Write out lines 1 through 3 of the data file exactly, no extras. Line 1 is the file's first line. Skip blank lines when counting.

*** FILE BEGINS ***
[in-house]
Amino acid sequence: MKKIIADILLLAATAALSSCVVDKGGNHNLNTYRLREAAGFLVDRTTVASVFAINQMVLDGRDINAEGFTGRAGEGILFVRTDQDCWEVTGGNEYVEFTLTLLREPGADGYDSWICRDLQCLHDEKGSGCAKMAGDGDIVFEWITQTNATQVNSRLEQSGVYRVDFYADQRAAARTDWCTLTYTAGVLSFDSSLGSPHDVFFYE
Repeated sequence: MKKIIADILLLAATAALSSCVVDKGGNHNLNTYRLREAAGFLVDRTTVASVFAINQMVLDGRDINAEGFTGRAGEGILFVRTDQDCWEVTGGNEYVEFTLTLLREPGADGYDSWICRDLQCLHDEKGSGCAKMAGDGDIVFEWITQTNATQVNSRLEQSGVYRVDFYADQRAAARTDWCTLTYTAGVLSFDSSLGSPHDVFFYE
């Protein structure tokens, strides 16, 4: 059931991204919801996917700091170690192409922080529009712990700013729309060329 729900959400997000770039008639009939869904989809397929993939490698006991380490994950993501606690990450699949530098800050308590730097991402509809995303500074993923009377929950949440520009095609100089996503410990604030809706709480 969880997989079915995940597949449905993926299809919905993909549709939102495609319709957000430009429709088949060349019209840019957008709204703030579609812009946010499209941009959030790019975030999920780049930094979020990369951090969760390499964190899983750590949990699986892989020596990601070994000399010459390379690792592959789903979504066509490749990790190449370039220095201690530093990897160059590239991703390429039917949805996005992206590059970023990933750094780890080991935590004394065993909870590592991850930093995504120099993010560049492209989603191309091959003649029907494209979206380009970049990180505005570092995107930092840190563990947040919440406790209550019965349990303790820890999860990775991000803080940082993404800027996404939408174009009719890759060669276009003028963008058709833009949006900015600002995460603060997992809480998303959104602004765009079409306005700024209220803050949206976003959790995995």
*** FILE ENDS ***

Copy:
[in-house]
Amino acid sequence: MKKIIADILLLAATAALSSCVVDKGGNHNLNTYRLREAAGFLVDRTTVASVFAINQMVLDGRDINAEGFTGRAGEGILFVRTDQDCWEVTGGNEYVEFTLTLLREPGADGYDSWICRDLQCLHDEKGSGCAKMAGDGDIVFEWITQTNATQVNSRLEQSGVYRVDFYADQRAAARTDWCTLTYTAGVLSFDSSLGSPHDVFFYE
Repeated sequence: MKKIIADILLLAATAALSSCVVDKGGNHNLNTYRLREAAGFLVDRTTVASVFAINQMVLDGRDINAEGFTGRAGEGILFVRTDQDCWEVTGGNEYVEFTLTLLREPGADGYDSWICRDLQCLHDEKGSGCAKMAGDGDIVFEWITQTNATQVNSRLEQSGVYRVDFYADQRAAARTDWCTLTYTAGVLSFDSSLGSPHDVFFYE